Stillness, I have seen, is both the treatment for ignorance and the ultimate antidote to samsara. When your mind is still, you get a rest from the push-pull energies that drive the ego and cause suffering. In stillness, the energies of attachment and aversion can unwind. The sense of a "me" who desires can relax out of the center of experience and ultimately dissolve. That is the harmonizing quality of stillness.

To get a dose of what life is like divorced from stillness, try this experiment: Think a thought that has "push" energy, such as "I don't want to go to work" or "I don't want to have that difficult conversation." Or think, "That shouldn't be." Now check in with your body. Can you feel it registering aversion? It may feel like there's a hand in your gut, pushing away.

Next, consider a "pull" thought, such as "I want to meet someone who will love me" or "They should do what I want." Hold that thought, and then pay attention to your body. Do you feel a grasping fist in your gut? Tension in your shoulders?

Either way, push or pull, your body beautifully lets you know which thoughts will cause you constriction, inner division, or feelings of separation. It would seem, then, that if you could stop divisive thoughts, you'd be at peace with whatever presents itself in each moment.

But wait... having trouble finding the "off" switch? Yep, thoughts keep coming. The more you try not to think, the more aversion arises. And the more you try not to have divisive thoughts, the more attachment arises. Both efforts take you further away from experiencing peace.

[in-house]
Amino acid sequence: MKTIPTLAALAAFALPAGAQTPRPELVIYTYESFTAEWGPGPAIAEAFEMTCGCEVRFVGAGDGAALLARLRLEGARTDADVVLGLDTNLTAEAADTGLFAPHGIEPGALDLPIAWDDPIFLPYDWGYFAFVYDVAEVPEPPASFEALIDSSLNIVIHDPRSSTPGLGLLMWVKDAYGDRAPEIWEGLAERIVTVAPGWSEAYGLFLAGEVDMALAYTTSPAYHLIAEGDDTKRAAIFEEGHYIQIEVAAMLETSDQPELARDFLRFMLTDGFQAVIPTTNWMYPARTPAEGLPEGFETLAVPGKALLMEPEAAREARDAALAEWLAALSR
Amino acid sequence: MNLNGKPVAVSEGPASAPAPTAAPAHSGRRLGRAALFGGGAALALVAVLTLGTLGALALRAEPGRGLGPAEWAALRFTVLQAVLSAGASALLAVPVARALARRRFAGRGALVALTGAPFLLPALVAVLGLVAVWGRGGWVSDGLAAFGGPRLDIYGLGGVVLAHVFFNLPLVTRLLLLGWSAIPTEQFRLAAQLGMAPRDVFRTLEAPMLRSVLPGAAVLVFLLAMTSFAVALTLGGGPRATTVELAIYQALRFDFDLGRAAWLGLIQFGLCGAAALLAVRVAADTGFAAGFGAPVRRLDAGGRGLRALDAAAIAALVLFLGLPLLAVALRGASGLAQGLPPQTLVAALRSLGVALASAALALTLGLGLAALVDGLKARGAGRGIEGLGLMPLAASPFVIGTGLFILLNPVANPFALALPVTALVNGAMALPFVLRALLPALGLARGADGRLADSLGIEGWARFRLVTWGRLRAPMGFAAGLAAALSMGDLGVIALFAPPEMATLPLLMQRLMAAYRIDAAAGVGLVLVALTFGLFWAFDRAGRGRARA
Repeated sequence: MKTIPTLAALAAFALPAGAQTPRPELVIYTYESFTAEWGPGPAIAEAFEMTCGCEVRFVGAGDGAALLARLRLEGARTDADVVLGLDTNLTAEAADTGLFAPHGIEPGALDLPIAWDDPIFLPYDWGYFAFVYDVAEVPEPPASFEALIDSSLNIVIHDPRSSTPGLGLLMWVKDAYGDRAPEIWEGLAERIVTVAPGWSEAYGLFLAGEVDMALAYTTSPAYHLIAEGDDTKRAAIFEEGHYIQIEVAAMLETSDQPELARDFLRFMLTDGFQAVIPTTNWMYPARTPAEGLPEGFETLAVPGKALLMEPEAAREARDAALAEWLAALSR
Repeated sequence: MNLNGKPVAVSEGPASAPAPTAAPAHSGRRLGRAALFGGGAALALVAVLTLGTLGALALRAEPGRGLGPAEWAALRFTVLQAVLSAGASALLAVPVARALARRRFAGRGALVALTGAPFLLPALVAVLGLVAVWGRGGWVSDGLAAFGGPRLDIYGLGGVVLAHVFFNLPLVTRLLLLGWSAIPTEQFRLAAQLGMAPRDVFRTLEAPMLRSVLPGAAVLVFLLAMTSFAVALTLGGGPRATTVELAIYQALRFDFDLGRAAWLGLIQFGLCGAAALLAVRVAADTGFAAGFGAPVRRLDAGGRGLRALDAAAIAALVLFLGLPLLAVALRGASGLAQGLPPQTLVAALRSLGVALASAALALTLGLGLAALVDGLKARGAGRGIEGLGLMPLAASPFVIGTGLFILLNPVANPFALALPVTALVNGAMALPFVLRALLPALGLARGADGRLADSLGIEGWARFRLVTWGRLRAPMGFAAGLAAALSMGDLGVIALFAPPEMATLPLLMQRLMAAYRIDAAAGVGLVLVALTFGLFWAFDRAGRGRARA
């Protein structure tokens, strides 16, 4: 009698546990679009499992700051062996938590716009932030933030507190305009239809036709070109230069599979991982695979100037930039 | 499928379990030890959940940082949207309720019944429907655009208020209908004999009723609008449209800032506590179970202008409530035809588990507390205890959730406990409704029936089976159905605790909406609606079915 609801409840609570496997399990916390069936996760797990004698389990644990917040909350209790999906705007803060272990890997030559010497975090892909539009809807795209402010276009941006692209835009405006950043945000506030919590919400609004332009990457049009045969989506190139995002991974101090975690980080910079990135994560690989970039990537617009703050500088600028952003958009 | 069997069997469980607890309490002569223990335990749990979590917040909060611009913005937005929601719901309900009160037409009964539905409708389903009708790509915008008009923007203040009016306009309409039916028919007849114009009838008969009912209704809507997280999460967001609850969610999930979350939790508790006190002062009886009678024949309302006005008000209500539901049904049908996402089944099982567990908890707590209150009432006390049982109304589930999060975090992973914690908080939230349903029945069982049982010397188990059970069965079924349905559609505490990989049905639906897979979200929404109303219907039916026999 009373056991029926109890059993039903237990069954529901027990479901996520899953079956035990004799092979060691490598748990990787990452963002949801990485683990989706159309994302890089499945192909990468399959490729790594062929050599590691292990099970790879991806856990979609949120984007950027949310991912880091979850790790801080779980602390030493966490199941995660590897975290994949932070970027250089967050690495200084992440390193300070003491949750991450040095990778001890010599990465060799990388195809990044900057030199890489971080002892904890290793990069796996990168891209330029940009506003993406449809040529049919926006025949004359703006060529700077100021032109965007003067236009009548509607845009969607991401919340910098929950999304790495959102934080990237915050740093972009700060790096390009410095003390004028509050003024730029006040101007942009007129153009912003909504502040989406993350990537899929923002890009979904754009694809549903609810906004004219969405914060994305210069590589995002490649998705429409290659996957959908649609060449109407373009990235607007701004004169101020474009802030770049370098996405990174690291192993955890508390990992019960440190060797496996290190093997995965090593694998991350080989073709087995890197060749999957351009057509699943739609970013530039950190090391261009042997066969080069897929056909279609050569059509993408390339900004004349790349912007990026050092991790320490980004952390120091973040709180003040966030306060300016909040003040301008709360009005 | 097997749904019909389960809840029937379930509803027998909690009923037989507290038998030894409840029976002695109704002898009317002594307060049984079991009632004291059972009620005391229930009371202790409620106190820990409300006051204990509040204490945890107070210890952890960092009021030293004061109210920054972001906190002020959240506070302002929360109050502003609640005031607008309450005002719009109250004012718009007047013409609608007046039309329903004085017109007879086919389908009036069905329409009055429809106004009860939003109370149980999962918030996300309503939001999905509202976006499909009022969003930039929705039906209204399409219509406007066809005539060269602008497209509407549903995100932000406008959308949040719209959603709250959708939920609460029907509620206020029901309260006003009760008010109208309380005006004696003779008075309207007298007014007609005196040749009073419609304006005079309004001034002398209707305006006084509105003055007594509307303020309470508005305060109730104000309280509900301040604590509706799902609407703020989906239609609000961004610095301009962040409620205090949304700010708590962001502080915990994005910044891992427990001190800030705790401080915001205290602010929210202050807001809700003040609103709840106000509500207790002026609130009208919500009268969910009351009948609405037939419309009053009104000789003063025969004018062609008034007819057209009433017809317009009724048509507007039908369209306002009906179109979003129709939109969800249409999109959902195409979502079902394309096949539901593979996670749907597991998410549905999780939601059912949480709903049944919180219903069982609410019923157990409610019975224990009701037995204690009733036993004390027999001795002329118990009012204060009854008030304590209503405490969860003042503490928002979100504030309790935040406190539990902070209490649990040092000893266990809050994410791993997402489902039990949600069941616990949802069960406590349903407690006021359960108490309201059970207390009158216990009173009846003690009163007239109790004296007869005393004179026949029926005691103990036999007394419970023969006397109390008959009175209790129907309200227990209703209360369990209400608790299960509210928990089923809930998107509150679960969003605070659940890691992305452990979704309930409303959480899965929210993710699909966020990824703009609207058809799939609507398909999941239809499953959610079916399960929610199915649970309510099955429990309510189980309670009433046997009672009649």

A Better Way

But there is an alternative to push-pull thoughts. Again using your body as a thought meter, feel your gut as you contemplate the phrase "Thoughts simply arise." Let the words permeate your body. Do they make you feel more peaceful, or less so? My guess is that you feel more peaceful. Perhaps you can sense relaxation as you let go of assigning credit or blame for having a particular thought. When you align yourself this way with what life is presenting—with reality—the experience of inner division gives way to peace.

Thoughts themselves don't create division, separation, and suffering. Rather, investing thoughts with belief, identifying with them, and taking them personally are what fuels the wheel of samsara.

When you identify with a thought, that creates a fixed position in time and space—like a star in the night sky. As you identify with more thoughts, you create more fixed positions, until you have an entire constellation of ideas and beliefs. The lines of that constellation continue to grow and overlap, creating something that begins to look solid, like an object. Those fixed points create an illusion of an individual "me," with its own boundaries separating it from the whole.